• Assumption 3: The majority of Educational Technology Leadership graduates agree their PK-12 school implements online learning for professional development for educators.
  • Assumption 4: The majority of Educational Technology Leadership graduates agree their PK-12 school district implements online learning for professional development for educators.
  • Assumption 5: The majority of Educational Technology Leadership graduates use video tools in their PK-12 teaching.
  • Assumption 6: The majority of Educational Technology Leadership graduates use video tools for personal learning.
  • Assumption 7: The majority of Educational Technology Leadership graduates use web conferencing for PK-12 student interactions.
  • Assumption 8: The majority of Educational Technology Leadership graduates use web conferencing to interact with colleagues.
  • Assumption 9: The majority of Educational Technology Leadership graduates use web conferencing for personal learning.
  • Assumption 10: The majority of Educational Technology Leadership graduates use collaborative tools in their PK-12 teaching.
  • Assumption 11: The majority of Educational Technology Leadership graduates use collaborative tools for personal learning.
  • Sub-research Question 1: How does the online Educational Technology Leadership master’s program advance graduates’ leadership in the use of online learning?

Web 2.0 tools. The research assumptions related to Web 2.0 tools were:

  • Assumption 12: The majority of Educational Technology Leadership graduates support colleagues in the use of Web 2.0 tools.
  • Assumption 13: The majority of Educational Technology Leadership graduates use Web 2.0 tools with PK-12 students.
  • Assumption 14: The majority of Educational Technology Leadership graduates use Web 2.0 tools for personal learning.
  • Sub-Research Question 2: How does the online Educational Technology Leadership master’s program advance graduates’ leadership in the use Web 2.0 tools?

Technology professional development. The research assumptions associated with technology professional development were:

  • Assumption 15: The majority of Educational Technology Leadership graduates design technology-embedded professional development.
  • Assumption 16: The majority of Educational Technology Leadership graduates implement technology embedded professional development.
  • Assumption 17: The majority of Educational Technology Leadership graduates serve on technology related committees for professional development.
  • Sub-Research Question 3: How does the online Educational Technology Leadership master’s program advance graduates’ leadership in the use of technology professional development?

Design and Instrument

A convergent mixed methods research design was selected for this study. Mixed methods design combines quantitative and qualitative data to present a better understanding of research focus and to overall strengthen the study (Creswell, 2009). Both qualitative and quantitative data were collected and analyzed to better provide an assessment of graduates’ personal leadership trends and the implementation of online learning, Web 2.0, and technology professional development in PK-12 school settings. First, an online pilot survey using SurveyMonkey™, was administered to persons associated with the Educational Technology Leadership master’s program (N=41). Demographic information was collected in the first portion. The second part included Likert-style items designed to collect personal perceptions and viewpoints on a 5-point scale ranging from strongly disagree (=1) to strongly agree (=5). The items were grouped according to three concentrated areas: online teaching strategies, use of Web 2.0, and electronic portfolios. The survey addressed three major statements with several sub-statements focused upon Web 2.0 tool uses (5 questions), online teaching strategies (7 questions), and electronic portfolio usage (6 questions). A third section of the pilot survey was composed of open-ended items permitting qualitative responses.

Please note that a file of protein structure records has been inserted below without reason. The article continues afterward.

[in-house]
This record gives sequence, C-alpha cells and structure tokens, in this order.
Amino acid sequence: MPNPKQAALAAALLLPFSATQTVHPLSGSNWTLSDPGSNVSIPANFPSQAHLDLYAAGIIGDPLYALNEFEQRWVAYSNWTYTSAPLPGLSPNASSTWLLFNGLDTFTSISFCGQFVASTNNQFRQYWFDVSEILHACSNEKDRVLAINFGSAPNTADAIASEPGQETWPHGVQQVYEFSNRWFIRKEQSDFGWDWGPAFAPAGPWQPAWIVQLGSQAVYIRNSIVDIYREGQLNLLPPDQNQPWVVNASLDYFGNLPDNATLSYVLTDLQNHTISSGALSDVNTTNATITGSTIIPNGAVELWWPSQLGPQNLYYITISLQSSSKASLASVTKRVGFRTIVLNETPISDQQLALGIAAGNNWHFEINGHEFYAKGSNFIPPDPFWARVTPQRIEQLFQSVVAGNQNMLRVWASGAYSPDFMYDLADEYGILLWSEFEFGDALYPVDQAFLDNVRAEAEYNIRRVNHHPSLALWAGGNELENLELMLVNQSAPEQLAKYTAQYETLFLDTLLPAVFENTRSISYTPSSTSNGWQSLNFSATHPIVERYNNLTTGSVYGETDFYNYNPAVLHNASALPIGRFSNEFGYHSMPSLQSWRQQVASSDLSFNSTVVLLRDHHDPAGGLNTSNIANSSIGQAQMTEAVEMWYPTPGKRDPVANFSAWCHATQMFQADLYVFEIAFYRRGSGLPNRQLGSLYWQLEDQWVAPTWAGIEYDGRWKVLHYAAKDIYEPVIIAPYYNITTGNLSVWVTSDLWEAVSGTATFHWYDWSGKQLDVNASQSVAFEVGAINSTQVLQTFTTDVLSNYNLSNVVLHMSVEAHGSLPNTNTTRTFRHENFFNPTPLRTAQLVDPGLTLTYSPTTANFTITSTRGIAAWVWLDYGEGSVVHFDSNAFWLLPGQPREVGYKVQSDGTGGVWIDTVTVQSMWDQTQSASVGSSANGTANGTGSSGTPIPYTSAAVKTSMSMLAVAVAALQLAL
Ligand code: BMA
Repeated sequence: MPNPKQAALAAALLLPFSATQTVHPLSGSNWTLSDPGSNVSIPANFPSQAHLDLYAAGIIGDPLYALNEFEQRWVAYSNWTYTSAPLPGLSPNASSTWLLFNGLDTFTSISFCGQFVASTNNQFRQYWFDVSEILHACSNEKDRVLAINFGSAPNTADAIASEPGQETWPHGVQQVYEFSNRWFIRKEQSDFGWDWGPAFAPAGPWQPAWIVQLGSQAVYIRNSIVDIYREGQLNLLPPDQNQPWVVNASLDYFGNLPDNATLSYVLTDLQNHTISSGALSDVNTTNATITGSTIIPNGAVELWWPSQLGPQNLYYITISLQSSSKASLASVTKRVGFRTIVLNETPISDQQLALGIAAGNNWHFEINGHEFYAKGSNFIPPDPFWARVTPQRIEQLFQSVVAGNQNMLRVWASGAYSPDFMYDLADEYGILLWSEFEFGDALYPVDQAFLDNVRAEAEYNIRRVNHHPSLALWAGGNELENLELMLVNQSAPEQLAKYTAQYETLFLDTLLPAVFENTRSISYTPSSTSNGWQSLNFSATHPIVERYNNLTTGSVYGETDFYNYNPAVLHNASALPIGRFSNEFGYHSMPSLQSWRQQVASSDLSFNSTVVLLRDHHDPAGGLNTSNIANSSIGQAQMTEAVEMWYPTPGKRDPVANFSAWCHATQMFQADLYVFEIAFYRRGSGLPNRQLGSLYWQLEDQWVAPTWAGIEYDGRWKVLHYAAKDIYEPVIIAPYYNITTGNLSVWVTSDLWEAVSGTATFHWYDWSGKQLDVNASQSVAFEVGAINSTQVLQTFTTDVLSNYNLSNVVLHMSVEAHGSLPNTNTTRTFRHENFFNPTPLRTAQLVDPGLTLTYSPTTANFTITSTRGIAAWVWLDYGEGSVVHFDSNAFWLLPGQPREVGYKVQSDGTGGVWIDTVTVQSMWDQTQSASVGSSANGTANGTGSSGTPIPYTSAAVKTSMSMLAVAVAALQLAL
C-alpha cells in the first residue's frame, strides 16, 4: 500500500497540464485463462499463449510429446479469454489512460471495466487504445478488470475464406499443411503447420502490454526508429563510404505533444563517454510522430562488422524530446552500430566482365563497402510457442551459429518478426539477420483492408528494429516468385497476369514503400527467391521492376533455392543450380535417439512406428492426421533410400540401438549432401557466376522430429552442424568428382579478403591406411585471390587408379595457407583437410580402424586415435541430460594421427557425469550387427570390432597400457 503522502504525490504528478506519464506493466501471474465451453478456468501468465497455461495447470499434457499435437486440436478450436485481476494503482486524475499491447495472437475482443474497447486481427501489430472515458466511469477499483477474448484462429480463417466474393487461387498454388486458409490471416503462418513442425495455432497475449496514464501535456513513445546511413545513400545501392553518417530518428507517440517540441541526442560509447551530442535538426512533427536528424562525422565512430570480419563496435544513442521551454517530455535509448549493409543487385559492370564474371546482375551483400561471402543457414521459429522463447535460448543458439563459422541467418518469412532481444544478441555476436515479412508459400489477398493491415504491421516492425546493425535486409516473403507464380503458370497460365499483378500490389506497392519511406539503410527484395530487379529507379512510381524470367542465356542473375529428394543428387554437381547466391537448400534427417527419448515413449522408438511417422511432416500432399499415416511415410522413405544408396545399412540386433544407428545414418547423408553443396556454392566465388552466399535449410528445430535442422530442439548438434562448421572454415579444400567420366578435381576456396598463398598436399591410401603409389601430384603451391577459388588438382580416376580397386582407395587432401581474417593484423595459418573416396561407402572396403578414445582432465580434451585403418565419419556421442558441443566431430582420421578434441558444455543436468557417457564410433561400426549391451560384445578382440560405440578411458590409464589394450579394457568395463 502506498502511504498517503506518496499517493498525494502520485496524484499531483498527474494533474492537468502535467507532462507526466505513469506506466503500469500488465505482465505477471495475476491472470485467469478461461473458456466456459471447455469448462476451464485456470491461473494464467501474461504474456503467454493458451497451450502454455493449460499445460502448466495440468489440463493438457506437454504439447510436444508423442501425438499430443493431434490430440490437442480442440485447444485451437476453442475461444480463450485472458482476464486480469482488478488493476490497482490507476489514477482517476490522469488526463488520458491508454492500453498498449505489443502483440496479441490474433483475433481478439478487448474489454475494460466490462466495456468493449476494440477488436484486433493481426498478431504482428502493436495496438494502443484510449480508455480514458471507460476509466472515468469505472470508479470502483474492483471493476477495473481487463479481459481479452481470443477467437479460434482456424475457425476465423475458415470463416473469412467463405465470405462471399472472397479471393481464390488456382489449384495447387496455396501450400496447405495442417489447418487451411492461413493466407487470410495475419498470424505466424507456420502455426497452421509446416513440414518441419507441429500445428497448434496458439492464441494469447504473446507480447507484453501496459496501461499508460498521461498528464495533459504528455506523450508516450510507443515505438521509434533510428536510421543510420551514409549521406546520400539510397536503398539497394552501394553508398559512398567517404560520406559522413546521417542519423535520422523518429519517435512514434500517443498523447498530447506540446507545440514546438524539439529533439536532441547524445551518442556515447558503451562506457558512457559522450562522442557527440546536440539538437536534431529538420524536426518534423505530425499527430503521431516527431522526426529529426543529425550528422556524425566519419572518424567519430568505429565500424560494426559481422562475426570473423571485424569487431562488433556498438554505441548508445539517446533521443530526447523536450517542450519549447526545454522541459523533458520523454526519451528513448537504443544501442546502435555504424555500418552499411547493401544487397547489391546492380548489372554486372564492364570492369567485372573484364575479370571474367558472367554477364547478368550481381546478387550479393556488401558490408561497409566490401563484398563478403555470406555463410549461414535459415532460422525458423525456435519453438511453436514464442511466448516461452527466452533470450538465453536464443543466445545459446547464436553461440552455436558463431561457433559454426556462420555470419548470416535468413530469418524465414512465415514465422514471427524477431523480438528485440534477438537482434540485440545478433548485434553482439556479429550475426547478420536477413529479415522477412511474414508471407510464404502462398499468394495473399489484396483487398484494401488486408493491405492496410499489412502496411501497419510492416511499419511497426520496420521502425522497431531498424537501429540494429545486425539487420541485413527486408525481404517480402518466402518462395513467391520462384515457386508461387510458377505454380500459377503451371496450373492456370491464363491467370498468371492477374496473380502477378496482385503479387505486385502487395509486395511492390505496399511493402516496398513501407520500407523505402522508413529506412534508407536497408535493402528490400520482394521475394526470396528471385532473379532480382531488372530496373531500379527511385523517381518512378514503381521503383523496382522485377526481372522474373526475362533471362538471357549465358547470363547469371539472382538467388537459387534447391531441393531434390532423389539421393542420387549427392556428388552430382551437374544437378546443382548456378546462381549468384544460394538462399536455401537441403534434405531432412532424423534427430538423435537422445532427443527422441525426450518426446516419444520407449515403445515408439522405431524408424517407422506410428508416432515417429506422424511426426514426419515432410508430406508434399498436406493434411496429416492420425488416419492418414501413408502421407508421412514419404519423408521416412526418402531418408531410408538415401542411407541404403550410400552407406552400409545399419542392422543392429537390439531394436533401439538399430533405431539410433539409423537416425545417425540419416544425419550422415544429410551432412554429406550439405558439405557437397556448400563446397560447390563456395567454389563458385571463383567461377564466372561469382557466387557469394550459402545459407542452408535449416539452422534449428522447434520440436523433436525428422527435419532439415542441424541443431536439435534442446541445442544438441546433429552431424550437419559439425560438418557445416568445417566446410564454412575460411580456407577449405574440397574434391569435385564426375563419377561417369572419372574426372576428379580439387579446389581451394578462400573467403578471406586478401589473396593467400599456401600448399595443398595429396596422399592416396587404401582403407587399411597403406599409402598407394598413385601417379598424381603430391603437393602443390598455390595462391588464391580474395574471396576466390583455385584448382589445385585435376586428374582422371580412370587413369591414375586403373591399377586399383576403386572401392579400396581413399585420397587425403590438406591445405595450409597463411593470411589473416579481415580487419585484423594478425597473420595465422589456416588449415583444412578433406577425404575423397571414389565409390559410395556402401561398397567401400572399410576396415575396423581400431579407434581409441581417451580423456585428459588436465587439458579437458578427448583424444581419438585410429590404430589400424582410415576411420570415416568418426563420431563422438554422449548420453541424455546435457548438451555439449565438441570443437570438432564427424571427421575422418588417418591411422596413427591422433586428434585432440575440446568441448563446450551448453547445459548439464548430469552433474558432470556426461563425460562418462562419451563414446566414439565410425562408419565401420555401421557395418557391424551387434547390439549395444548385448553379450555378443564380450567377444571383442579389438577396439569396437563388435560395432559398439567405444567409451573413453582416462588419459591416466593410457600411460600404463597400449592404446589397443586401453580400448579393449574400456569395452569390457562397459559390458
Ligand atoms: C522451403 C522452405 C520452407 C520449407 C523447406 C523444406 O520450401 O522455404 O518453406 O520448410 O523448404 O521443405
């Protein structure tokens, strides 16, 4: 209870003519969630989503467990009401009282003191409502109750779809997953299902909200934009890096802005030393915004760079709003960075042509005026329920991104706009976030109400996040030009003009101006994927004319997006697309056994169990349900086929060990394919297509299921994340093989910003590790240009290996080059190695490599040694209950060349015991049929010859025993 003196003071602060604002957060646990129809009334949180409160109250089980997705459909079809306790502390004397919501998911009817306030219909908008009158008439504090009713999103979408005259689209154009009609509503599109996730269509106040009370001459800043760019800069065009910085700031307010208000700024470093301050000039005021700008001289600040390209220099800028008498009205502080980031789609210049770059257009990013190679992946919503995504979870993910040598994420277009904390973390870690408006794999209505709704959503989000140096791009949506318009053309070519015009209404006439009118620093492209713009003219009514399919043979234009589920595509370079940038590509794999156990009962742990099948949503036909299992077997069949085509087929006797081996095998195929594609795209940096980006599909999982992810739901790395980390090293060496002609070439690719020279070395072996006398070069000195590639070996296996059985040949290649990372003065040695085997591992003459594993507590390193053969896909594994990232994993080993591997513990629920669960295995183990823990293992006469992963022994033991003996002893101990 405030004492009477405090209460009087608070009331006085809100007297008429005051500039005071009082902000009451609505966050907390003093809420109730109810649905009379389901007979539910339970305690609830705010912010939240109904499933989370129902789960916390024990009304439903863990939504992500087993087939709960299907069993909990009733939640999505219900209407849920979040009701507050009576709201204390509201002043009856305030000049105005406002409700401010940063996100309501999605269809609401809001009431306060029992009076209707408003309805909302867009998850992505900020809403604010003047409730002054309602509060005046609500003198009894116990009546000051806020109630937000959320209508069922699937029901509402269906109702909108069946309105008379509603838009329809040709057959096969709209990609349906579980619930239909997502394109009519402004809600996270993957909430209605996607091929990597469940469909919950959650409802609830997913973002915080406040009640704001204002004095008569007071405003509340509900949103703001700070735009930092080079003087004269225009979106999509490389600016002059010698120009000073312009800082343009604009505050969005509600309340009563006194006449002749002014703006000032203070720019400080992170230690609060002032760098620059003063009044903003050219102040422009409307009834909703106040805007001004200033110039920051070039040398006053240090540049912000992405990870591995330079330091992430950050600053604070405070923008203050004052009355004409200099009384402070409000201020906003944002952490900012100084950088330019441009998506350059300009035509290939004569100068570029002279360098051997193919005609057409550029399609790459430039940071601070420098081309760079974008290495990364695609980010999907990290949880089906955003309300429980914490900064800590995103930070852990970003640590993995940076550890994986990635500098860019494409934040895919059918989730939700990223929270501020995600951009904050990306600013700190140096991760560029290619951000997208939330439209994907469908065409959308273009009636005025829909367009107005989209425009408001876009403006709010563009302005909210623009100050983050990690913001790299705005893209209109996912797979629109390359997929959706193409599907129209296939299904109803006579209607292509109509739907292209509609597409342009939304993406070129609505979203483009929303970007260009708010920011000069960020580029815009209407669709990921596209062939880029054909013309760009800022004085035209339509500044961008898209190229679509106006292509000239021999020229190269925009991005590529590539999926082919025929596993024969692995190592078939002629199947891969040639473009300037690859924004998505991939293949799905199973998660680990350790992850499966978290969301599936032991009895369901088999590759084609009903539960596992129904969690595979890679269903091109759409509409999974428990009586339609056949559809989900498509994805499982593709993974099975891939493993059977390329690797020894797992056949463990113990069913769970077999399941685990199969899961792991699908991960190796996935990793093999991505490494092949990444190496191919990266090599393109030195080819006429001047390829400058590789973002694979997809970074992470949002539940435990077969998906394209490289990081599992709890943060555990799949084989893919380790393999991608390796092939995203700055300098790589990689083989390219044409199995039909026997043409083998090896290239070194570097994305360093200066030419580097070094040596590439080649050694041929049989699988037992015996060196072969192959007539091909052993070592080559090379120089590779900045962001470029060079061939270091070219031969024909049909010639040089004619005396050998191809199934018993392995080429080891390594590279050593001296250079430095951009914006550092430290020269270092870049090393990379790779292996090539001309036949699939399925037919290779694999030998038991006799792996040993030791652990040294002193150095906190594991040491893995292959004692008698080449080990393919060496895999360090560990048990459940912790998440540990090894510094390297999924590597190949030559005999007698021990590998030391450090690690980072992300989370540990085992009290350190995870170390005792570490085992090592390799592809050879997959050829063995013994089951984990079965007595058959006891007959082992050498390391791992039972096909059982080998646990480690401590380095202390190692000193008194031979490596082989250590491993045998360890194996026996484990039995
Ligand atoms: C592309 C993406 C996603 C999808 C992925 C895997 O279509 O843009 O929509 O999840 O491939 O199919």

The SPSS software was used to conduct a Cronbach’s α (alpha) test to assess internal consistency of the Likert-style items. Generally, Cronbach's alpha will increase as inter-correlations between test items increases, so it is often termed an internal consistency predictor of test score reliability (Leech, Barrett, & Morgan, 2005). The Cronbach’s alpha for the 5 questions related to Web 2.0 tools was excellent (α = 0.908). The 7 questions related to online teaching strategies appeared to be good (α = 0.848). The 6 questions about electronic portfolios were poor (α = 0.590).

As a result of the Cronbach’s alpha results, the electronic portfolio items were modified, leadership and technology professional development items were added, and the survey was again piloted. The subsequent pilot survey was administered to a different set of persons (N=25) representative of the Educational Technology Leadership Master’s program who served in technical assistant or program participant roles, but were not ETL graduates. Moreover, field experts which included university professors and education professionals, provided feedback regarding the instrument construction. Minor revisions were made to clarify the items. Then using SurveyMonkey™, the revised (third) online survey was electronically distributed to 271 ETL graduates. Respondents were permitted to respond anonymously to the Likert items and open-ended responses.